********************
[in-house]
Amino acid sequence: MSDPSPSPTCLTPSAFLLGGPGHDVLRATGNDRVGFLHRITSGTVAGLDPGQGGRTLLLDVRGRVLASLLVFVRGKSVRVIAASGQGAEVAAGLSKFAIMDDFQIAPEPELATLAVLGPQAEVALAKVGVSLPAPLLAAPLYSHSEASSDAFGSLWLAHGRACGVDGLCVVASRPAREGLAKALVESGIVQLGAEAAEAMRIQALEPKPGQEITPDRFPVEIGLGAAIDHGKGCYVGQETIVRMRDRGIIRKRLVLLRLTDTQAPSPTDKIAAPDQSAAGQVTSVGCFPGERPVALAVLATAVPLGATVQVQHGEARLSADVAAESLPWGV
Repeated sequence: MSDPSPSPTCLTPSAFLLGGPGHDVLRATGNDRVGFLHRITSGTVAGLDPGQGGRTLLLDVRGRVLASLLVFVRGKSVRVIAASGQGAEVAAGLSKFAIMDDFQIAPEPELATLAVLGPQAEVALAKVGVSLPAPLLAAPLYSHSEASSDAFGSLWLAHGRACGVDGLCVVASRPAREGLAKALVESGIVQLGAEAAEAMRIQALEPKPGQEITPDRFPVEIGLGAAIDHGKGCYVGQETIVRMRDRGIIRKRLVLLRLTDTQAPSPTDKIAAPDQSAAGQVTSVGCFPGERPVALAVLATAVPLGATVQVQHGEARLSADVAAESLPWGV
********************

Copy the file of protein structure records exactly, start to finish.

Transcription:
[in-house]
Amino acid sequence: MSDPSPSPTCLTPSAFLLGGPGHDVLRATGNDRVGFLHRITSGTVAGLDPGQGGRTLLLDVRGRVLASLLVFVRGKSVRVIAASGQGAEVAAGLSKFAIMDDFQIAPEPELATLAVLGPQAEVALAKVGVSLPAPLLAAPLYSHSEASSDAFGSLWLAHGRACGVDGLCVVASRPAREGLAKALVESGIVQLGAEAAEAMRIQALEPKPGQEITPDRFPVEIGLGAAIDHGKGCYVGQETIVRMRDRGIIRKRLVLLRLTDTQAPSPTDKIAAPDQSAAGQVTSVGCFPGERPVALAVLATAVPLGATVQVQHGEARLSADVAAESLPWGV
Repeated sequence: MSDPSPSPTCLTPSAFLLGGPGHDVLRATGNDRVGFLHRITSGTVAGLDPGQGGRTLLLDVRGRVLASLLVFVRGKSVRVIAASGQGAEVAAGLSKFAIMDDFQIAPEPELATLAVLGPQAEVALAKVGVSLPAPLLAAPLYSHSEASSDAFGSLWLAHGRACGVDGLCVVASRPAREGLAKALVESGIVQLGAEAAEAMRIQALEPKPGQEITPDRFPVEIGLGAAIDHGKGCYVGQETIVRMRDRGIIRKRLVLLRLTDTQAPSPTDKIAAPDQSAAGQVTSVGCFPGERPVALAVLATAVPLGATVQVQHGEARLSADVAAESLPWGV